The march on Selma was a turning point in American history for equal voting rights in the 1960s. I have been a fan of Ava DuVernay’s since I first saw her masterful short film, The Door, which I posted on the site almost two years ago! (You can see it by clicking here.) Ava directed the recent film, Selma, and supporting her was the main reason I chose to see the film (I typically am not a fan of watching people beaten out of prejudice).

The movie was well done and portrayed the devastation of racial prejudice, and it served as a reminder that, quite unfortunately, things have not changed very much (racism and police brutality still plague our nation and world).

Outside of those points, however, I was struck by the fact that violent acts were essential to the success of the non-violent movement. The battle was won only when others actually saw the brutality on television. The marches were intended to create a drama to show the most extreme reality of what black Americans lived through on a daily basis. Indeed, the press was not interested when there was no violence. The people were not interested if there was no violence. How wonderful would it have been if simply the knowledge that others were being treated negatively simply because of their difference was enough to inspire change…without the need for violence?

I believe that the problem of prejudice is the false belief that we are separate.

“All distinctions are falsely imagined.” – Hui-neng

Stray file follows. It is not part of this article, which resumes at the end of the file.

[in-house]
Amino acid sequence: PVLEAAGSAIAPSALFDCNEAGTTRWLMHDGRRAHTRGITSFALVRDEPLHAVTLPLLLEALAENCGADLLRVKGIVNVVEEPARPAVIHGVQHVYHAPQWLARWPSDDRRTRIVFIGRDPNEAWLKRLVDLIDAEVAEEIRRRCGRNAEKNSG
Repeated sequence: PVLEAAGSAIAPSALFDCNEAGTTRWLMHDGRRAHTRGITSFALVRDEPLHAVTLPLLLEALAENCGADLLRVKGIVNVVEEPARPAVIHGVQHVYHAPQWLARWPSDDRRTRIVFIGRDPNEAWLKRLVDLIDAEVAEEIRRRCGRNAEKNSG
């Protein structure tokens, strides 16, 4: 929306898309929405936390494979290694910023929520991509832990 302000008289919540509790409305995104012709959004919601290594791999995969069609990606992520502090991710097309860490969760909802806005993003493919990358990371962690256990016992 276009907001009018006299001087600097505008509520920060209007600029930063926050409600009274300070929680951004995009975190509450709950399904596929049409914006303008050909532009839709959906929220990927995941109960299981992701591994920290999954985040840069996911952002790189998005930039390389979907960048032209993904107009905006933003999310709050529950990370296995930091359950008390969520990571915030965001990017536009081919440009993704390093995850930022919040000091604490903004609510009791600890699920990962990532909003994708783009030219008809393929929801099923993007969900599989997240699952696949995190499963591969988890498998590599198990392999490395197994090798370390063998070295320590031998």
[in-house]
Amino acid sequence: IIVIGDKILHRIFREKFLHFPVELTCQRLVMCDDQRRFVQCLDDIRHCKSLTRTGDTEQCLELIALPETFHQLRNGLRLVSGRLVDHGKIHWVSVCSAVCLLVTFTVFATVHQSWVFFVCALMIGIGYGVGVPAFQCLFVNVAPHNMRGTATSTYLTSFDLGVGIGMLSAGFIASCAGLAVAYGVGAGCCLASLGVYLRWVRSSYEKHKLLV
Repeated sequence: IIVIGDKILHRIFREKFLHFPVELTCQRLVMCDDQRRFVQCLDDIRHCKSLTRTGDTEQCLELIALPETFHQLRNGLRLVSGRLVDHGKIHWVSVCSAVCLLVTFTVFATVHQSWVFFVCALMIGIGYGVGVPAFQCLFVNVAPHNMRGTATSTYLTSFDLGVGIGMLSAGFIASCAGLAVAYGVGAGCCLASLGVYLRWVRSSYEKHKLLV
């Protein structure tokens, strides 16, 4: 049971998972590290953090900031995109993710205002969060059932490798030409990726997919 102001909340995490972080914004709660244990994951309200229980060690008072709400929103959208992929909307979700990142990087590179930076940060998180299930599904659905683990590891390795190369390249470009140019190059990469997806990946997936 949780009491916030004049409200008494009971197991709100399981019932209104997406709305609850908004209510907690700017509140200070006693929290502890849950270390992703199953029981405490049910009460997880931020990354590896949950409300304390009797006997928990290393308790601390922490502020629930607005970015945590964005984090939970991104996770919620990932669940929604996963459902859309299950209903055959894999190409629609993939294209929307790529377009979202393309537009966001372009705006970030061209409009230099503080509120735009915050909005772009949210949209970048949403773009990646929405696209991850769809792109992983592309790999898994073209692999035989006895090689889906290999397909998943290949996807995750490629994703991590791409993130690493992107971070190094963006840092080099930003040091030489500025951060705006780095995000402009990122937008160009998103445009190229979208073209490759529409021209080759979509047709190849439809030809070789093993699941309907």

When we believe that others are different (or separate) from us because of skin color, gender, sexuality, or belief, we miss the point. Oneness is clear to me because we all come from the same Source. What we look like, who we choose to love, and what we believe do not really matter.

Until we all recognize that we are the same, we will continue to have prejudice in the world. To love your neighbor as yourself is cited in the Bible by Jesus as the second greatest Commandment…with only the love of God fairing higher:

Mark 12:28 One of the teachers of the law came and heard them debating. Noticing that Jesus had given them a good answer, he asked him, “Of all the commandments, which is the most important?”

29“The most important one,” answered Jesus, “is this: ‘Hear, O Israel: The Lord our God, the Lord is one.e 30Love the Lord your God with all your heart and with all your soul and with all your mind and with all your strength.’ 31The second is this: ‘Love your neighbor as yourself.’ There is no commandment greater than these.”

32“Well said, teacher,” the man replied. “You are right in saying that God is one and there is no other but him. 33To love him with all your heart, with all your understanding and with all your strength, and to love your neighbor as yourself is more important than all burnt offerings and sacrifices.”

34When Jesus saw that he had answered wisely, he said to him, “You are not far from the kingdom of God.” And from then on no one dared ask him any more questions.

Understanding and having a deep love and respect for our Creator anchors and humbles us. With that wisdom, we can easily understand that all that has been created has come from that Source. Therefore, loving others as ourselves flows naturally from this understanding.

The image I used for this post struck me because of the small sign in the front which says, “Freedom begins at home.”  (And the other that states, “Freedom NOW.”) Personal freedom is an inside job. Freeing yourself of illusions of division will change your world. The beauty is that you can make that change right now ;)


Photo source: Selma